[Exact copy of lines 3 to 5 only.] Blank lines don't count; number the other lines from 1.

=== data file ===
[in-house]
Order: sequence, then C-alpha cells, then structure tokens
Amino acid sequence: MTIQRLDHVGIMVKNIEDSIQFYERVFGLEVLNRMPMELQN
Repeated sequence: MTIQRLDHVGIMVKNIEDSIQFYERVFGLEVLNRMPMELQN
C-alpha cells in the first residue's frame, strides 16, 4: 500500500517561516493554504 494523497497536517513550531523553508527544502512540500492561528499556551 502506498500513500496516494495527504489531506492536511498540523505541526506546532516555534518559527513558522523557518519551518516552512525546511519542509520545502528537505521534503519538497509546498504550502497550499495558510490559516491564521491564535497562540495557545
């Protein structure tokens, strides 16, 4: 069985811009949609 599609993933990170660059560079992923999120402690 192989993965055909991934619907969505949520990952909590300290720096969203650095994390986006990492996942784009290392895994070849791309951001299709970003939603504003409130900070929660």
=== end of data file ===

Amino acid sequence: MTIQRLDHVGIMVKNIEDSIQFYERVFGLEVLNRMPMELQN
Repeated sequence: MTIQRLDHVGIMVKNIEDSIQFYERVFGLEVLNRMPMELQN
C-alpha cells in the first residue's frame, strides 16, 4: 500500500517561516493554504 494523497497536517513550531523553508527544502512540500492561528499556551 502506498500513500496516494495527504489531506492536511498540523505541526506546532516555534518559527513558522523557518519551518516552512525546511519542509520545502528537505521534503519538497509546498504550502497550499495558510490559516491564521491564535497562540495557545